Andrew Pilliar, Law
3MT 2012 Finalist

Read Andrew Pilliar’s full thesis on “Exploring a law firm business model to improve access to justice and decrease lawyer dissatisfaction” in cIRcle, UBC’s Digital Repository at:

Want to get involved in 3MT 2013 @UBC? Visit for details.

Did you know?

You can find recent UBC theses and dissertations in cIRcle, UBC’s Digital Repository. Explore the Electronic Theses and Dissertations (ETDs) 2008+ collection at: And follow cIRcle on Twitter at: or @cIRcle_UBC for news, events, and more.

Above image and partial text in italics is courtesy of the Three Minute Thesis (3MT) website

Library workshops are for everyone!

February 1 –  PubMed
February 1 –  Keeping Current with Research
February 6 –  Web of Science

February 7 –  Compendex
February 12 – PsycInfo
February 14 – Advanced Medline
February 27 – Compendex

For details & registration, please see this link –

On Tuesday, February 5, 4:00 p.m. – 5:00 p.m, the School of Library, Archival, and Information Studies (SLAIS) will host Anatoliy Gruzd, Assistant Professor at Dalhousie University for his talk ”Automated Discovery and Visualization of Communication Networks from Social Media” in Room 461 of the Irving K. Barber Learning Centre.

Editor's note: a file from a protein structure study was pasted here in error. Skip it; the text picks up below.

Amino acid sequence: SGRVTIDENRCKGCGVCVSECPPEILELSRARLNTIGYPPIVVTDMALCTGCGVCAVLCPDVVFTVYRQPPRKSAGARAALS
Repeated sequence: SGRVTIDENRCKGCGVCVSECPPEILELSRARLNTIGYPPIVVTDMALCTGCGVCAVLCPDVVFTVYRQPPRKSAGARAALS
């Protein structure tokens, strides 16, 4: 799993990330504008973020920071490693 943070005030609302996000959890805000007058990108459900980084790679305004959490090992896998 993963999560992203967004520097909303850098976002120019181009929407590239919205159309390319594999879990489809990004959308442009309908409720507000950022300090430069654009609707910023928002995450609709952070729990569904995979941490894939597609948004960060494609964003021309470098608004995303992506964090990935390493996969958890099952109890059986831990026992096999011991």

As social creatures, our online lives just like our offline lives are intertwined with others within a wide variety of social networks. Each retweet on Twitter, comment on a blog or link to a Youtube video explicitly or implicitly connects one online participant to another and contributes to the formation of various information and social networks. Once discovered, these networks can provide researchers with an effective mechanism for identifying and studying collaborative processes within any online community. However, collecting information about online networks using traditional methods such as surveys can be very time consuming and expensive. The presentation will explore automated ways to discover and analyze various information and social networks from social media data.